JERUSALEM: Israeli firms Delek Group , Ratio Oil, and Isramco Negev said on Monday they would push ahead with talks to export natural gas to Egypt despite an arbitration ruling in a separate deal that has caused anger in Cairo.
Egypt’s state-owned oil and gas companies said on Sunday they would appeal more than $2 billion in penalties which arbitrators at the International Chamber of Commerce ordered them to pay after a deal involving gas exports to Israel collapsed in 2012.
Egypt also said it would freeze negotiations that involve Delek and its partners focused on plans to send gas the other way, from Israel’s Leviathan and Tamar offshore fields to Egypt beginning in around 2019.
The firms on Monday said they were “in constant contact with the (commercial) companies (in Egypt) and are continuing with the negotiations as planned”.
“Furthermore, the parties will continue to work with the relevant authorities in the governments of Israel and Egypt in order to get the required approvals,” they said in a statement to the Tel Aviv Stock Exchange.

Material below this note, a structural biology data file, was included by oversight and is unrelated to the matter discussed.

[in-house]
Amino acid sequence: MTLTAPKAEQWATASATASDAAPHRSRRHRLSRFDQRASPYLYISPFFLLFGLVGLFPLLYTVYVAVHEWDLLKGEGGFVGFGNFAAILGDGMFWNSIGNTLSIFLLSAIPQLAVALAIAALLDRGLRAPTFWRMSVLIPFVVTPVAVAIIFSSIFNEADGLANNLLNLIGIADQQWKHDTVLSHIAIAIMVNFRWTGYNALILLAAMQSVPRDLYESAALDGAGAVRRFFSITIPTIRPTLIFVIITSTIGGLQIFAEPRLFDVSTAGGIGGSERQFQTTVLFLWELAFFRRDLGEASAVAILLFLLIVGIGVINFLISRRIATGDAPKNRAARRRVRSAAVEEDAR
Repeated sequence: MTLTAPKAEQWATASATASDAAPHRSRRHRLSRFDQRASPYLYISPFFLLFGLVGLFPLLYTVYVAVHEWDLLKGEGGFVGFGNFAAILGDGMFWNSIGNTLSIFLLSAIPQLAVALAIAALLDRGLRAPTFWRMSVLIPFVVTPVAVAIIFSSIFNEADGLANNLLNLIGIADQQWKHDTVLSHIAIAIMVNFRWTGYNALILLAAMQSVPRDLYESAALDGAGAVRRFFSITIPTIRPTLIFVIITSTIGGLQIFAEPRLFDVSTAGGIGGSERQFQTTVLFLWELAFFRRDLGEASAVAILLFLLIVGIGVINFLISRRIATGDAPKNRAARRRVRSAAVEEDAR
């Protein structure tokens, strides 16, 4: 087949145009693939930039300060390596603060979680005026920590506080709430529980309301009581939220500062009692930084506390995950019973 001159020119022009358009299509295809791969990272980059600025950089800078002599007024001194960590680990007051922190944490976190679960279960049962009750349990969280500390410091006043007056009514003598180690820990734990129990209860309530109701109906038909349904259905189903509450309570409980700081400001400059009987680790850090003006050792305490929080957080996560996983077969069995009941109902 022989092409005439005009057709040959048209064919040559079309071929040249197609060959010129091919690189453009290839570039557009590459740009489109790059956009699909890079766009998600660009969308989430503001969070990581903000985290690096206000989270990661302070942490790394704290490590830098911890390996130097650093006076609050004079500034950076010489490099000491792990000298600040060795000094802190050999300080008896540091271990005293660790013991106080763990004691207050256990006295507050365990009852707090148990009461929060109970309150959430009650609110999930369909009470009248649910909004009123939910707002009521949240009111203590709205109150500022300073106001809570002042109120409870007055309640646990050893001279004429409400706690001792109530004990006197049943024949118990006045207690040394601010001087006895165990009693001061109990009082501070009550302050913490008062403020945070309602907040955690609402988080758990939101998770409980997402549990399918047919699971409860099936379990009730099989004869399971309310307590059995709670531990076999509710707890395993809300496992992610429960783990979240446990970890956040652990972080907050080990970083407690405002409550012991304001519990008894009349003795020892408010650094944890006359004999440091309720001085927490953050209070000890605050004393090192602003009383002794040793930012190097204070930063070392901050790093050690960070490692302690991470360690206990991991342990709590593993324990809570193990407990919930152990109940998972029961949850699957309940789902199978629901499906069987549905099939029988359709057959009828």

Energy Minister Yuval Steinitz said Israel hoped that “thanks to our close bilateral ties, we will be able to keep moving forward with the gas issue already in the near future”.
Israel was importing gas from Egypt under a 20-year deal but the pipeline became a target of militants and supplies were eventually halted.
State-run Israel Electric Corp (IEC) won compensation after arguing it had suffered as a result.
State firms Egyptian Natural Gas Holding Company and Egyptian General Petroleum Corporation were ordered to pay IEC compensation of $1.76 billion plus interest and legal expenses.
They were also ordered to pay pipeline operator Eastern Mediterranean Gas (EMG) $288 million, both of which they said they would appeal.
However, the penalties are dwarfed by the potential economic and political windfall Israel stands to gain from the new gas export deals being negotiated in Egypt, one of two Arab countries with which it has signed a peace deal.
“We must look at the entire picture,” said Amos Gilad, a senior adviser to Israel’s defense minister and liaison to Egypt, when asked on Israel Radio whether the Israeli government might decide to forego the compensation payment.
“It can’t be looked at as purely a commercial issue.”
He said the countries shared common security interests, and hinted there might be some room to negotiate regarding Egypt’s decision to appeal the arbitration ruling.